Brewers' Fiers struggles with command in loss

Brewers pitcher Mike Fiers endured a second straight rough start Saturday.

MILWAUKEE — With just three home runs given up in 82 innings before Saturday's start against the Phillies, Michael Fiers had established himself as not only one of the best young pitchers in baseball this season, but also as one of the best, regardless of experience, at limiting long balls.

But in a fashion that fell in line with his last start — a 2.2-inning stinker that Fiers repeatedly called "terrible" to reporters after the game — the terrific Mike Fiers Brewers fans had been used to all season didn't show up until midway through the second inning.

After walking two of his first three batters in the first inning, it was clear that Fiers was struggling with his off-speed pitches, allowing Phillies hitters to sit on fastballs in the zone. And against John Mayberry Jr. in the second inning, the Phillies outfielder promptly took one of those pitches deep for a two-run home run. Then, against the next batter, catcher Erik Kratz, Fiers' struggles with his off-speed pitches again resulted in a home run — the first time he's allowed back-to-back home runs in his major league career.

Fiers allowed just one run after the back-to-back long balls, but for the Brewers, who were plagued by a pair of baserunning mistakes later in the game, it was too little too late in the 4-3 loss.

"They were really just sitting on the fastball," Fiers said. "On a day like this, when my off-speed stuff isn't up to par, my fastball has to be commanded very well."

But for the second straight start, Fiers wasn't commanding much of anything very well, leading to questions of whether fatigue may be playing a part or whether Fiers may be experience the inevitable ups and downs of a rookie season, which he hadn't had to deal with up until this point.

Brewers manager Ron Roenicke had talked briefly about the potential of Fiers' innings being limited before, but when asked about whether Fiers' workload resulted in him being tired on the mound in his last two sub-par starts, Roenicke wasn't so sure.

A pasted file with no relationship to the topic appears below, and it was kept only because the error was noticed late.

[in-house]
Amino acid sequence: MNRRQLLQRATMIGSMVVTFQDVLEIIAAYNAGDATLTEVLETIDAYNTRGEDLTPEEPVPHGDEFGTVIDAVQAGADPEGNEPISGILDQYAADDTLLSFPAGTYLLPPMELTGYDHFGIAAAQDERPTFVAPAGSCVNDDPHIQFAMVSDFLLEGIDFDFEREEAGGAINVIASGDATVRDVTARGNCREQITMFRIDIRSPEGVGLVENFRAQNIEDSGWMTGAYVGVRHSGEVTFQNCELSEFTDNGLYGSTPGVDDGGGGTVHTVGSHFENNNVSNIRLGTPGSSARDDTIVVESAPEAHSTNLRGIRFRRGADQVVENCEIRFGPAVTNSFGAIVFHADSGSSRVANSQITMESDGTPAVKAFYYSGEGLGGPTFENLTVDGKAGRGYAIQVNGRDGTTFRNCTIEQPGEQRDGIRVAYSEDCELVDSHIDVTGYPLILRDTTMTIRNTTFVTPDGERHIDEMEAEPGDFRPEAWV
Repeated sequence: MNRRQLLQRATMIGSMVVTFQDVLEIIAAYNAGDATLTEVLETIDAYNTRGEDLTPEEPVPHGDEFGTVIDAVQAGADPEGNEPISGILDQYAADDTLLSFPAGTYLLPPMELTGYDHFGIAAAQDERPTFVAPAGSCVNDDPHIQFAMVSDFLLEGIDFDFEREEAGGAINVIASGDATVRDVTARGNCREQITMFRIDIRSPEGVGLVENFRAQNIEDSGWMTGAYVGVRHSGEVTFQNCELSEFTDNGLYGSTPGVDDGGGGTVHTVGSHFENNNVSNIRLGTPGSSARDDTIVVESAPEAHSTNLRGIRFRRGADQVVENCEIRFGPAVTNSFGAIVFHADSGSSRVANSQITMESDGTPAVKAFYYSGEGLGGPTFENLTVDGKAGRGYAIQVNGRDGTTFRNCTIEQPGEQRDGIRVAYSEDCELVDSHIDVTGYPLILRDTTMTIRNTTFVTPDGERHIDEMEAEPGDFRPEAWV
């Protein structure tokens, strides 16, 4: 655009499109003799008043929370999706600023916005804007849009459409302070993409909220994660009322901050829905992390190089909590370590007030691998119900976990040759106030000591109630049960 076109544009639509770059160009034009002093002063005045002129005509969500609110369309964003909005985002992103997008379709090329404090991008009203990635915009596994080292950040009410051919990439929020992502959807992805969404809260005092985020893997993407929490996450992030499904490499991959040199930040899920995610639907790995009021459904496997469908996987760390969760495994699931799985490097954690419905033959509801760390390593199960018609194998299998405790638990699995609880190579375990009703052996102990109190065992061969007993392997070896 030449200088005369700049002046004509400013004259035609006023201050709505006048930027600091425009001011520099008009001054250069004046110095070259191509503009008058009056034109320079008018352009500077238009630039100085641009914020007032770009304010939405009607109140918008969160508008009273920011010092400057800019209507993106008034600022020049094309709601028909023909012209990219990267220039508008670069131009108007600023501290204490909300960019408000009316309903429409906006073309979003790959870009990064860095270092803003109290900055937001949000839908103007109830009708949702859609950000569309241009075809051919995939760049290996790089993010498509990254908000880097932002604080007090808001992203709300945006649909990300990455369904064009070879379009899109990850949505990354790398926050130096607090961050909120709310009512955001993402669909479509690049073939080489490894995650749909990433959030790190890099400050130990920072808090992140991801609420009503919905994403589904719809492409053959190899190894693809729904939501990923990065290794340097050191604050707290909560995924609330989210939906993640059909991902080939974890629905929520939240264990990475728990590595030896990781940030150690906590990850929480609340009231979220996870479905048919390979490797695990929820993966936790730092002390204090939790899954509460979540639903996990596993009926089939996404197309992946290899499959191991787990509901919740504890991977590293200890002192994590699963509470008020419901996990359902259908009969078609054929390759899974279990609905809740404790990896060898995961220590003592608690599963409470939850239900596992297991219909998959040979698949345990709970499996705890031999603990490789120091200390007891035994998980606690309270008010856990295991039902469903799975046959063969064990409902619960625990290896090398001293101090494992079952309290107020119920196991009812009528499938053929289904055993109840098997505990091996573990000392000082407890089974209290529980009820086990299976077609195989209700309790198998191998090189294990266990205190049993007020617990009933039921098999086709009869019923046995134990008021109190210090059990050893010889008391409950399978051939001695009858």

"I don't know," Roenicke said. "He really hasn't pitched more innings. In college he threw 150 innings his first year. He's going to be a guy we're going to talk about with innings, but I don't necessarily see it as fatigue. I think he was just missing some spots, and then he turned around and threw the ball well."

Fiers said after the game that he had heard rumors of a potential innings limit or limited work, but the organization hadn't mentioned anything definitive to him yet.

"I feel like I could finish the season out strong, and that's what I hope to do," Fiers said.

Fiers had started the season stronger than any pitcher in baseball with an outstanding 1.80 ERA in his first 12 starts. Since then, however — after failing to last six innings in just one start — Fiers lasted a combined 7.2 innings in his previous two starts.

"It's hard to tell (whether this is just rookie hiccups)," Roenicke said. "You've got good hitters and when you're not on your game all the time, they don't miss too many mistakes, especially when you're not throwing your off-speed over the plate."

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